I am in Kota Kinabalu in the Sabah province of Malaysia, on the island of Borneo. The easiest way to get to Sandakan is to simple take a plane, but the most adventurous and cheapest way is to find your way by bus.
Taxis are cheap in Borneo. If you’ve got a few Ringgit to spare, save yourself the trouble of walking to the minibus stations. I can tell you from experience that this is a pain in the ass in the humidity of this country. The minibus station is in the north of KK. It is not just a tiny bus station, but a station for minibusses.
I can’t find my way around and ask for some help. The old man starts shouting: “Inanam!” He walk to a few guys and directs me into their minivan. I really hope this thing will take me to the right place. The driver looks at my bag and then he gives me a look. It’s as if he wants to say I should pay extra for this humongus thing.
Fifteen minutes later the door is thrown shut. I suddenly realise the van is in a horrible condition. With a heavy lever the driver can open and close the door. Bam! Ready to go. The rusty old van squeaks as we enter the road. Every time we hit a bump I’m afraid my feet are going to fall through the floor. I get visions of a driver who has dropped off everybody, drives to a deserted place and leaves me there… without my stuff. That’s if the bus arrives anywhere of course. The rest of the drive I hold on tight to the iron bars.
In The Netherlands you just press a button to let the driver know you want to stop. In Malta there is a rope you have to pull. It leads to a loud bell. Here, I suddenly here someone banging on the metal of the car. The driver stops. After a few bangs I see a place with lots of busses. Real busses! I’m here! And I am in time. This has cost me only 3 ringgit.
The hostel had advised me not to buy a ticket in advance since it wouldn’t be very busy. My advise: buy a ticket in advance! I had wanted to take the 12.30 bus, but had to wait until 3 PM. This would mean I would arrive late at night which is not my idea of fun in a country I don’t know. Waiting at the bus station I only see a few other travelers. Most people are locals. I see busses leaving with big boxes on board, probably food for relatives in the country.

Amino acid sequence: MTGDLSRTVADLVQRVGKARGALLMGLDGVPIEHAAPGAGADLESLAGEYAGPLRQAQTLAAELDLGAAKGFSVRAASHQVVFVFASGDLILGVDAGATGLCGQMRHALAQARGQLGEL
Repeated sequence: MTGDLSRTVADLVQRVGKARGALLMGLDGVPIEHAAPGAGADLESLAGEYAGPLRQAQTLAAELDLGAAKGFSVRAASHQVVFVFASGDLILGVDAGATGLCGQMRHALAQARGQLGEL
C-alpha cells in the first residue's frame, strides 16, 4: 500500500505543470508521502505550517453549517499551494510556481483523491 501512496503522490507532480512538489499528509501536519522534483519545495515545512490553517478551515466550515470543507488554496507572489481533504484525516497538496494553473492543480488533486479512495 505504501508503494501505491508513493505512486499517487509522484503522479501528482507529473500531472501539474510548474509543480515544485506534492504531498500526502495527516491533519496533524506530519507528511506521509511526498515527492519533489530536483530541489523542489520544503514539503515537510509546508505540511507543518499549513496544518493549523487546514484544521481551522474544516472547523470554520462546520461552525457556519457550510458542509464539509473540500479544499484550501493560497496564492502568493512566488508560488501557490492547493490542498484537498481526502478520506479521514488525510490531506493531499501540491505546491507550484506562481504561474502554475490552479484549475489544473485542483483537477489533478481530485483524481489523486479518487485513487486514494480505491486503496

When the bus arrives I can’t wait to get in. Five minutes later the boy working for the bus company is laughing at me because I am in someone’s seat. Apparently ‘tempat duduk’ means seat number and I am in seat 20, nest to a friendly but quiet man. Just before we leave someone walks in and sprays the whole bus with air freshener. I start coughing but it seems to be necessary to do this. When we are driving the air conditioning seems to be blowing the air that comes straight from the toilet. On an old school TV a film is started. It’s in Bahasa.
The road to Sandakan is a sealed road, but it is busy, winding its way through the mountains and goes up and down. Our bus can’t go very fast. After two hours we still see the peaks of Mount Kinabalu. It is surrounded by clouds, but every now and then we get a peek at its magnificent top, grey and sharp rock. It is fascinating. Then darkness falls. Occasionally I see a house that is lit. People are outside. Most of the houses are on stilts and laundry is drying underneath them.
The bus keeps maneouvring around the potholes until we have a stop for dinner. A bit later the bus stopped again. There was a road block. A man with a big machine gun entered the bus. He had to see our passports but barely looked at mine. Meanwhile I was getting nervous. The trip took much longer than anticipated. I had no clue when we would be arriving and if my hostel would still be open that late. My phone was dead so there was no way of finding out.
When we finally arrived in Sandakan it was 10.30 PM. I had to get into a taxi. A man tried to give me his phone number but I quickly declined and made my way to the taxi. It dropped me off at the hostel, Harbourside Backpackers, and I was just in time. The reception would close at 11 PM.
Later I would find out why exactly the man with the machine gun had entered the bus. The were looking for rebels. This was why my stay in Sandakan was cut short.